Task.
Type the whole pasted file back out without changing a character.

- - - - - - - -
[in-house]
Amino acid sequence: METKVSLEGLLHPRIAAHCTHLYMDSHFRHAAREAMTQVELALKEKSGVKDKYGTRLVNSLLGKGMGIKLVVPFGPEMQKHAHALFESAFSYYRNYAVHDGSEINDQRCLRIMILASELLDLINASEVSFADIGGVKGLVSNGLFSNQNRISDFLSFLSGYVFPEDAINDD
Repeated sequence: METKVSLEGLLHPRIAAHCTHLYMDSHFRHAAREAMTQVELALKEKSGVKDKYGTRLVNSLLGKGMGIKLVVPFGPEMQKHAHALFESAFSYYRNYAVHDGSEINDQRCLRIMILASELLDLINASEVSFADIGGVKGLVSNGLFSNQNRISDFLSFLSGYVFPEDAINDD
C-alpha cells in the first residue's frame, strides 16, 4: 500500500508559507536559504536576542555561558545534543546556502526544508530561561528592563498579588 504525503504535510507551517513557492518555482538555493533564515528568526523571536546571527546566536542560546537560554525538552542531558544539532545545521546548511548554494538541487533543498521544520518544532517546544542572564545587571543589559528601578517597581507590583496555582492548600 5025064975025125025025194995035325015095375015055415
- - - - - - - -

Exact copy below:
[in-house]
Amino acid sequence: METKVSLEGLLHPRIAAHCTHLYMDSHFRHAAREAMTQVELALKEKSGVKDKYGTRLVNSLLGKGMGIKLVVPFGPEMQKHAHALFESAFSYYRNYAVHDGSEINDQRCLRIMILASELLDLINASEVSFADIGGVKGLVSNGLFSNQNRISDFLSFLSGYVFPEDAINDD
Repeated sequence: METKVSLEGLLHPRIAAHCTHLYMDSHFRHAAREAMTQVELALKEKSGVKDKYGTRLVNSLLGKGMGIKLVVPFGPEMQKHAHALFESAFSYYRNYAVHDGSEINDQRCLRIMILASELLDLINASEVSFADIGGVKGLVSNGLFSNQNRISDFLSFLSGYVFPEDAINDD
C-alpha cells in the first residue's frame, strides 16, 4: 500500500508559507536559504536576542555561558545534543546556502526544508530561561528592563498579588 504525503504535510507551517513557492518555482538555493533564515528568526523571536546571527546566536542560546537560554525538552542531558544539532545545521546548511548554494538541487533543498521544520518544532517546544542572564545587571543589559528601578517597581507590583496555582492548600 5025064975025125025025194995035325015095375015055415